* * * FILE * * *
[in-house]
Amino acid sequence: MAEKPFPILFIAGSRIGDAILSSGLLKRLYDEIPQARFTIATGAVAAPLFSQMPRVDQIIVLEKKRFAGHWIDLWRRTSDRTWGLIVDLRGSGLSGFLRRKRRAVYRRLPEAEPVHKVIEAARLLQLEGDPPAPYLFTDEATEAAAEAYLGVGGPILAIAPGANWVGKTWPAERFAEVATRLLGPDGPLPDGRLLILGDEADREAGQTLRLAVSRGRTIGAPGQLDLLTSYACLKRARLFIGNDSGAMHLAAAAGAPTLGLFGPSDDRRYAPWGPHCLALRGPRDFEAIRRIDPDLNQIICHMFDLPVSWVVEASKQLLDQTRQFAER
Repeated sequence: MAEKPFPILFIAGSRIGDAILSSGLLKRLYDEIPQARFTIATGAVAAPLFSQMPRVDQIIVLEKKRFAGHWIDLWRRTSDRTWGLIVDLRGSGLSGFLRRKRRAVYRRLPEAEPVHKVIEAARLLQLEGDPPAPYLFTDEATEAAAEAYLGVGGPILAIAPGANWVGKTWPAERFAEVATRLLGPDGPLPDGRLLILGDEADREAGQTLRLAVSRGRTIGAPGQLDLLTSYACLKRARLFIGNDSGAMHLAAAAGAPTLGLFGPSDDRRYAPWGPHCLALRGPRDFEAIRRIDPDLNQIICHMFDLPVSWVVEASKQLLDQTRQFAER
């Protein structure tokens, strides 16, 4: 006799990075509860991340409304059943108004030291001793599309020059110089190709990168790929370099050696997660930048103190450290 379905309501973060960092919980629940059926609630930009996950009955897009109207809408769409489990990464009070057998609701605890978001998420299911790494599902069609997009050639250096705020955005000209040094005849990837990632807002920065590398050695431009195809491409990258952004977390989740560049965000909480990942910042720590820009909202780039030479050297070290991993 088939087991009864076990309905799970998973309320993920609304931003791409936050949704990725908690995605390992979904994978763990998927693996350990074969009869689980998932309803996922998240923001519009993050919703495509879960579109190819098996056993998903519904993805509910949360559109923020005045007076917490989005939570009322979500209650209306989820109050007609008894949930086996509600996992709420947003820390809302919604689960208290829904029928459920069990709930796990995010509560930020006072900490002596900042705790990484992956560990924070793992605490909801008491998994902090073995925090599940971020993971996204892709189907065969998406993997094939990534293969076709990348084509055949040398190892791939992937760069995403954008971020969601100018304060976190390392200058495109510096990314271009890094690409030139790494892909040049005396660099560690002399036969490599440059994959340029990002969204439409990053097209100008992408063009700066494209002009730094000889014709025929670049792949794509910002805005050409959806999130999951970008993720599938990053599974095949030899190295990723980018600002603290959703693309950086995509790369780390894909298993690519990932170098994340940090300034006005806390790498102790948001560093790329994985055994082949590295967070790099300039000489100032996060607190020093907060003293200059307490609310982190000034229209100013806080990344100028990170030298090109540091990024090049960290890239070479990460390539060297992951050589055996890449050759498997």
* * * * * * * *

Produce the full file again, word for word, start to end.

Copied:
[in-house]
Amino acid sequence: MAEKPFPILFIAGSRIGDAILSSGLLKRLYDEIPQARFTIATGAVAAPLFSQMPRVDQIIVLEKKRFAGHWIDLWRRTSDRTWGLIVDLRGSGLSGFLRRKRRAVYRRLPEAEPVHKVIEAARLLQLEGDPPAPYLFTDEATEAAAEAYLGVGGPILAIAPGANWVGKTWPAERFAEVATRLLGPDGPLPDGRLLILGDEADREAGQTLRLAVSRGRTIGAPGQLDLLTSYACLKRARLFIGNDSGAMHLAAAAGAPTLGLFGPSDDRRYAPWGPHCLALRGPRDFEAIRRIDPDLNQIICHMFDLPVSWVVEASKQLLDQTRQFAER
Repeated sequence: MAEKPFPILFIAGSRIGDAILSSGLLKRLYDEIPQARFTIATGAVAAPLFSQMPRVDQIIVLEKKRFAGHWIDLWRRTSDRTWGLIVDLRGSGLSGFLRRKRRAVYRRLPEAEPVHKVIEAARLLQLEGDPPAPYLFTDEATEAAAEAYLGVGGPILAIAPGANWVGKTWPAERFAEVATRLLGPDGPLPDGRLLILGDEADREAGQTLRLAVSRGRTIGAPGQLDLLTSYACLKRARLFIGNDSGAMHLAAAAGAPTLGLFGPSDDRRYAPWGPHCLALRGPRDFEAIRRIDPDLNQIICHMFDLPVSWVVEASKQLLDQTRQFAER
């Protein structure tokens, strides 16, 4: 006799990075509860991340409304059943108004030291001793599309020059110089190709990168790929370099050696997660930048103190450290 379905309501973060960092919980629940059926609630930009996950009955897009109207809408769409489990990464009070057998609701605890978001998420299911790494599902069609997009050639250096705020955005000209040094005849990837990632807002920065590398050695431009195809491409990258952004977390989740560049965000909480990942910042720590820009909202780039030479050297070290991993 088939087991009864076990309905799970998973309320993920609304931003791409936050949704990725908690995605390992979904994978763990998927693996350990074969009869689980998932309803996922998240923001519009993050919703495509879960579109190819098996056993998903519904993805509910949360559109923020005045007076917490989005939570009322979500209650209306989820109050007609008894949930086996509600996992709420947003820390809302919604689960208290829904029928459920069990709930796990995010509560930020006072900490002596900042705790990484992956560990924070793992605490909801008491998994902090073995925090599940971020993971996204892709189907065969998406993997094939990534293969076709990348084509055949040398190892791939992937760069995403954008971020969601100018304060976190390392200058495109510096990314271009890094690409030139790494892909040049005396660099560690002399036969490599440059994959340029990002969204439409990053097209100008992408063009700066494209002009730094000889014709025929670049792949794509910002805005050409959806999130999951970008993720599938990053599974095949030899190295990723980018600002603290959703693309950086995509790369780390894909298993690519990932170098994340940090300034006005806390790498102790948001560093790329994985055994082949590295967070790099300039000489100032996060607190020093907060003293200059307490609310982190000034229209100013806080990344100028990170030298090109540091990024090049960290890239070479990460390539060297992951050589055996890449050759498997």